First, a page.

When it comes to personal finance, there’s a constant ‘battle’ for most adults to resist the temptation to spend money. A lot of advertising, many stores, credit cards, good prices, new trends … all of these make parting with our money an ‘easier’ experience than ever. Resisting the urge is not easy for most of us, so responsible spending takes a lot of will and strength.
For many adults, getting to earn a good wage means they feel more ‘entitled’ to live ‘better’ and lifestyle inflation is not just a combination of words. I don’t think there are too many of us who haven’t noticed we started ‘needing’ more stuff, as our income went up.
Years ago, when I met my husband, he gave me a digital camera. It was one of these ‘point shooters’, a very cheap one, even if for me it was something really huge. I had a small wage (almost as much as the camera cost) and couldn’t believe that I get to own such an amazing ‘toy’. As time went by and my salary increased, I found out that I needed a better computer and then a car. The monthly payments were pretty big and my costs skyrocketed.
In 2011, as we were in the US and I got myself a very good web design contract, my earnings increased again. Immediately the regular point and shoot cameras (had another one purchased few months before leaving the country) weren’t good for me anymore, so I was craving for a DSLR. Got myself a brand new Nikon 5100, two weeks after it was officially released. Together with a zoom lens, it cost me $1400, which is very much, compared to the hundred bucks my point and shoot cost.
At the end of last year it became clear to me that, while we’re not in debt and the earnings are OK, we’re both living beyond our means (or at least we spend money more than it would be healthy to do). The only good thing about us both is that we don’t change our gadgets every year, so, once we secured the ‘junk’ we needed (new laptops, DSLR cameras, a camcorder, tablet, some nice clothing etc.) we stopped buying more stuff or replacing the things that were still working properly.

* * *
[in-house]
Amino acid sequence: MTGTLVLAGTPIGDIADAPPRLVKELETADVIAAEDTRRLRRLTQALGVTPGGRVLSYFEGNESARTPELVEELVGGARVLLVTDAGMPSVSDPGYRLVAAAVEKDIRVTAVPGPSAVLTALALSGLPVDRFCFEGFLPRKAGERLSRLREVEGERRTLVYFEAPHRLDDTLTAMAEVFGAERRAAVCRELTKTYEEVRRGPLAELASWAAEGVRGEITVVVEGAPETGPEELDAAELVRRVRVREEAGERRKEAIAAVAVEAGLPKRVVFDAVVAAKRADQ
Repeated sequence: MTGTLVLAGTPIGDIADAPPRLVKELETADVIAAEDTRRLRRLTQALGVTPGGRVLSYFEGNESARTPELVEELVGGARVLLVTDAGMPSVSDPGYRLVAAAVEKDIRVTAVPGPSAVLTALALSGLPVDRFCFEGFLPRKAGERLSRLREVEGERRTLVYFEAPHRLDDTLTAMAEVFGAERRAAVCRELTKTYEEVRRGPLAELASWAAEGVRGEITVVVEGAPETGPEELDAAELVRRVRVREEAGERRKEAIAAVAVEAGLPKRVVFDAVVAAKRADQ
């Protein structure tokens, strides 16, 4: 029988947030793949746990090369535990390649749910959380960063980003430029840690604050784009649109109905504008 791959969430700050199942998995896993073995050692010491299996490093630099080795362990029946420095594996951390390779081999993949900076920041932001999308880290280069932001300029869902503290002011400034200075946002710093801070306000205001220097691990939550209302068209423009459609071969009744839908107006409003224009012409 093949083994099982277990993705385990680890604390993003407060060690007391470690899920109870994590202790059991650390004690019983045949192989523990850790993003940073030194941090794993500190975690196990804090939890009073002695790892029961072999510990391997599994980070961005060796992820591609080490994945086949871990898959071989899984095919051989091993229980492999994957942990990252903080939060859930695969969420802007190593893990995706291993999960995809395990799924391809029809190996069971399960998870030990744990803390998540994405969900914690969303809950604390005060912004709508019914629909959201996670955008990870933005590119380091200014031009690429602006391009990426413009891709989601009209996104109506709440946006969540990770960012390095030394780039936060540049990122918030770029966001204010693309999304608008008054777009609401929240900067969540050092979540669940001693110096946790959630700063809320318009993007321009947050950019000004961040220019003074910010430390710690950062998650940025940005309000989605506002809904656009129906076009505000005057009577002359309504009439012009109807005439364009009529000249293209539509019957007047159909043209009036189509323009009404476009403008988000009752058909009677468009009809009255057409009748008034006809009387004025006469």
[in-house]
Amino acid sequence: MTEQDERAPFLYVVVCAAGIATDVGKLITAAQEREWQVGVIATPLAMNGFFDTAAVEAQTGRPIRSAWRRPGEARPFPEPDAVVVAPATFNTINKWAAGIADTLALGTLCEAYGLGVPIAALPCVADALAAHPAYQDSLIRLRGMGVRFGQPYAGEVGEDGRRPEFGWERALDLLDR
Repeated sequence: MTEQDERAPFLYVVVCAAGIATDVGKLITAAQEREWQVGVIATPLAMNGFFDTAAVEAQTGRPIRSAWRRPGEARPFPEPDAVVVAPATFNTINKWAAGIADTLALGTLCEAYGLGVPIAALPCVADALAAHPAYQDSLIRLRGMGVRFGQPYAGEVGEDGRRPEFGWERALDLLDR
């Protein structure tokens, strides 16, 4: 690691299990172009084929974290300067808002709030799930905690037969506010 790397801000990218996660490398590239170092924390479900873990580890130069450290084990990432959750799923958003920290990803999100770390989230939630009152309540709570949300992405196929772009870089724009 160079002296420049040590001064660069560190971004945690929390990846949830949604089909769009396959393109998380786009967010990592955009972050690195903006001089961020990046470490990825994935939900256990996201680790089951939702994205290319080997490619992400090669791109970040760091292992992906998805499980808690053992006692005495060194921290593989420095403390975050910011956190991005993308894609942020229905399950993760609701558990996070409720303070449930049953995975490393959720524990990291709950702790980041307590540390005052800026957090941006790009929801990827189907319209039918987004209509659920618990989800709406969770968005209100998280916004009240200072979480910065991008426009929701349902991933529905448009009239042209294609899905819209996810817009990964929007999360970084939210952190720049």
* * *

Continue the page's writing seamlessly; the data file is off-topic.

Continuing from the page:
When 2013 started, I gave myself the task for keeping track of our spending to understand our finances better. It wasn’t difficult for us to see where our money is going and being more responsible. It’s been a pretty hectic year, with a lot of exciting things happening to us (getting married, getting pregnant, having my husband start his own business, traveling etc.) and we were able to keep our head above the water, not spending too much, just enough to make it all work and still be able to save a little.
Now we’re living below our means, at least this is what I can infer from what others are saying. We have relatives or friends who are a bit amazed that we don’t eat out as much as we could, that we don’t buy new clothes at least 3 times a month, that we don’t have smartphones with expensive monthly plans. Being a web designer and blogger, many of my friends in the ‘industry’ expect me to be crazy about such devices and, when I show them my 5 year phone with no data plan the reply I usually get is “how come you don’t have a smartphone when you’re earning this much?”
Earning a decent income every month and splurging on stuff you don’t really need are two different things in my opinion. The fact my income is not that bad for the wages we have in my country doesn’t mean I’ll squander my hard earned money on useless junk. Sure, when it came to getting a new laptop (after my old one died on me), I immediately entered the store and got myself one of the best laptops I could find. This is my ‘bread-earner’. My phone is just to call/be called, so, as long as it still works, it will be used. When it comes to traveling, while we do make sure we don’t squander money, we still have a budget set each year.
We live below our means in certain aspects and still ‘invest’ money for the things that matter to us: health, travel, good healthy food, business etc. It allows us to save money, meet all our real needs and still enjoy life. While lifestyle inflation clearly hit us too, we try to minimize its bad influence and be more responsible with our money each month.
How about you? Are you living below your means? Where do you splurge? Where do you apply frugal strategies?